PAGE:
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4

You need to know what caused the flat first (recommended reading here); it may merit replacing the tire itself depending on cause. The tube will be 700c x a-b where your tire size is between a and b. The rim strip needs to be matched to the rim width. See this question to measure it. Depending on why the rim tape snapped, you may need to make some ...


3

The size of the puncture really dictates whether a new tire is in order... that being said, if you patch your tube and inflate the tire (the one with the puncture) you want to make sure the tube is not exposed through the puncture hole. If you need to ride and the tyre is questionable... an old trick is to put a dollar bill or power bar wrapper on the ...


2

I'm going out on a limb and suspect you have removed the end nut and have pushed the valve core down into the tube to allow the sealant liquid room to move past and into the tube ? Short answer is, don't do that. Use tubes that have a removable valve core. These can be identified by two flats on opposite sides. Since you've probably already got the ...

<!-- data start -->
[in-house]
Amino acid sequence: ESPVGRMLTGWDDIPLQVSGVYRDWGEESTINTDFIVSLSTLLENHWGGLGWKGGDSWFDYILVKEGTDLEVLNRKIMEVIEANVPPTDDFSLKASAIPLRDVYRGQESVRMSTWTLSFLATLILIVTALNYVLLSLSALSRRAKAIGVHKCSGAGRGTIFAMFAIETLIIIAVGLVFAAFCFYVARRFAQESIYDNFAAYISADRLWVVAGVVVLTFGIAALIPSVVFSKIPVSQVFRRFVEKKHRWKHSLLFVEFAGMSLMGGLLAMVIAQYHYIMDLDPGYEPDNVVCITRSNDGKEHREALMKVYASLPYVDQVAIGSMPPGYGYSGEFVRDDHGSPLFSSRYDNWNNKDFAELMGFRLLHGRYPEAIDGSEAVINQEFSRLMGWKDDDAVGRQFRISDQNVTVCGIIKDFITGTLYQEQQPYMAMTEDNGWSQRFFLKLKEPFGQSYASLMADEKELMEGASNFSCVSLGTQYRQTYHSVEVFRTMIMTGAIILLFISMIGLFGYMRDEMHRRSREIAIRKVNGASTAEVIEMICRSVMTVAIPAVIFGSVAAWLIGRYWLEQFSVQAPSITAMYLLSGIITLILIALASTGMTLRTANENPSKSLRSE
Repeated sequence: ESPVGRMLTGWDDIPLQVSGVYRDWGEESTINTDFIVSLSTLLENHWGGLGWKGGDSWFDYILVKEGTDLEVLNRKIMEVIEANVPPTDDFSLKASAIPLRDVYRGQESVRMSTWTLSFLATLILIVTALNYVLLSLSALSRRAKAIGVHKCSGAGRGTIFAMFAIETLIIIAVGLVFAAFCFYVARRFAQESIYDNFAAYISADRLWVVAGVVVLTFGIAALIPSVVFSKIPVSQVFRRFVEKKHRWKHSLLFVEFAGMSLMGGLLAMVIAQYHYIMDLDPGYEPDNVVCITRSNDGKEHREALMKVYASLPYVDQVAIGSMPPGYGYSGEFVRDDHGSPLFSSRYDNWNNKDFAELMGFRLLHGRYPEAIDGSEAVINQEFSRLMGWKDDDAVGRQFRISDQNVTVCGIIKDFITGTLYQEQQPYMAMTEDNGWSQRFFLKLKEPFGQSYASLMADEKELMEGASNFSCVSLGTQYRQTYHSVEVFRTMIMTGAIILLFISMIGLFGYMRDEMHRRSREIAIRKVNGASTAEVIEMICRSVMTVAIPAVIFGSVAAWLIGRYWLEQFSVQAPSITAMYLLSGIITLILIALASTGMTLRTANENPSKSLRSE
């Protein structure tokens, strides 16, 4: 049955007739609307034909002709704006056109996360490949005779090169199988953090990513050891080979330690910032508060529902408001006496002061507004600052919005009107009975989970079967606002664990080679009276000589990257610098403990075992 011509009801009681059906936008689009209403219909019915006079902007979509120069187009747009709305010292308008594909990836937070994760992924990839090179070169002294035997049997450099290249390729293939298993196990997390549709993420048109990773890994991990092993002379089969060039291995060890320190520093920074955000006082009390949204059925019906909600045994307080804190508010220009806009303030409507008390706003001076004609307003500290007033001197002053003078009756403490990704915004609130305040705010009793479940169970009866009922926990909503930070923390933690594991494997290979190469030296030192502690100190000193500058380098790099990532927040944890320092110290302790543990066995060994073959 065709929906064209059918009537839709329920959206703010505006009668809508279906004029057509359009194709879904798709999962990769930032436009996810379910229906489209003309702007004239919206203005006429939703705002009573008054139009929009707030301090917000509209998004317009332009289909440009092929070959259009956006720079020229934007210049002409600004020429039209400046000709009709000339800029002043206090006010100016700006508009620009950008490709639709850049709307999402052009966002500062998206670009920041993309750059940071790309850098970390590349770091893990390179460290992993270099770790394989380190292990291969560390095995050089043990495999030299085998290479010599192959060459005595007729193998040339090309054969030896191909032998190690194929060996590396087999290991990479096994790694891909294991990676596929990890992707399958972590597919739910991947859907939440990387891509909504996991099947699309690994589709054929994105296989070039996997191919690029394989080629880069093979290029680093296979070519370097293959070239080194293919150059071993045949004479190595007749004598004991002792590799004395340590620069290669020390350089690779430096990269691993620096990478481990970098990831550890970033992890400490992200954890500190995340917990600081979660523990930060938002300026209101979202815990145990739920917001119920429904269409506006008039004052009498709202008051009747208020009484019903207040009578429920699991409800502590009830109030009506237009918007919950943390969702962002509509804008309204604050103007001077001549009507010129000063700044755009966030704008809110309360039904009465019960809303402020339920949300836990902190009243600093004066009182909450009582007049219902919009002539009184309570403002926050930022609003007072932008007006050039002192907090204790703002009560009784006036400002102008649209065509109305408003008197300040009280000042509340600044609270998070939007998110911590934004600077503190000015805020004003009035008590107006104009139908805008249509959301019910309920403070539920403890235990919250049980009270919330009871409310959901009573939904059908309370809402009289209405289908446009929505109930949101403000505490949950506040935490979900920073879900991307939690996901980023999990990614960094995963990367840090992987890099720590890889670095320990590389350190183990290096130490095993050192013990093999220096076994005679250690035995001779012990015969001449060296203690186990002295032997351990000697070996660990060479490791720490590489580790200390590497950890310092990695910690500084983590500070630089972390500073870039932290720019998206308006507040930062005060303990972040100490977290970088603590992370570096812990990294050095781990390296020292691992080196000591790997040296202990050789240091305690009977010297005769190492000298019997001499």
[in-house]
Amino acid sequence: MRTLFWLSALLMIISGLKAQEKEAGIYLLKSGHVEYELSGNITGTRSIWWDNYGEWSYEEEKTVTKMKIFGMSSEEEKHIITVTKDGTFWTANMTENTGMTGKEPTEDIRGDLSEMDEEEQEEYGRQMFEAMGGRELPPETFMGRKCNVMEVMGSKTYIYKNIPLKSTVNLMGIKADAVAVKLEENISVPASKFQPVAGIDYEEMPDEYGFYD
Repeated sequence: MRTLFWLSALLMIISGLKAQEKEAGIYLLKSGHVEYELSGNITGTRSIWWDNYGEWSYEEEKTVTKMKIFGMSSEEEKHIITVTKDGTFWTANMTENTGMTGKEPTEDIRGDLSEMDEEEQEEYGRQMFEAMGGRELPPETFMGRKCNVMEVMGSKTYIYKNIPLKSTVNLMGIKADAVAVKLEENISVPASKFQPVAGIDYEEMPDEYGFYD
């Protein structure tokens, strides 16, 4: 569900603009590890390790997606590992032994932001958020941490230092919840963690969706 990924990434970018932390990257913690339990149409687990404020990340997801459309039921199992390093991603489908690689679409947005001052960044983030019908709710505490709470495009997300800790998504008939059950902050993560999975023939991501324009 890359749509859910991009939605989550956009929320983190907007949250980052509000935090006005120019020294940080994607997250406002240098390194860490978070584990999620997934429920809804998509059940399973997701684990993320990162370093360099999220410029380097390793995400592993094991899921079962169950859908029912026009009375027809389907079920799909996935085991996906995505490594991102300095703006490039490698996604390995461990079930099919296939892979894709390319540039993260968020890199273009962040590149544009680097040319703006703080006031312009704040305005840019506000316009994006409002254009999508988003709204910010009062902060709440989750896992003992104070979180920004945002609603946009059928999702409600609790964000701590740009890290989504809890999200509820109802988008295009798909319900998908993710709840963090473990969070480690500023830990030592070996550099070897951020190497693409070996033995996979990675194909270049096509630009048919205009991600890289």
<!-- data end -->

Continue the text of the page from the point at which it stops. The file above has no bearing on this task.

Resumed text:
2

If you purely have a puncture by a pin, small nail, or fragment of glass, and the hole in the tire is just a puncture and not a slit, then there is no need to do anything special with the tire -- just put in a fresh (new or repaired) tube and go. You do need to be concerned if the puncture somehow causes a cut in the tire, with a dimension of more than ...


1

Bike tyre sizing is a horrible mess. Your wheel is a 700c - that means the diameter of the whole wheel. you have to get a tube that is a 700. The second number on the tube relates to the width of the tyre, and is often given as a range. Racing tyres are 18-23 mm, the next band is often 25-35, So you need to read the writing on the sidewall of your ...



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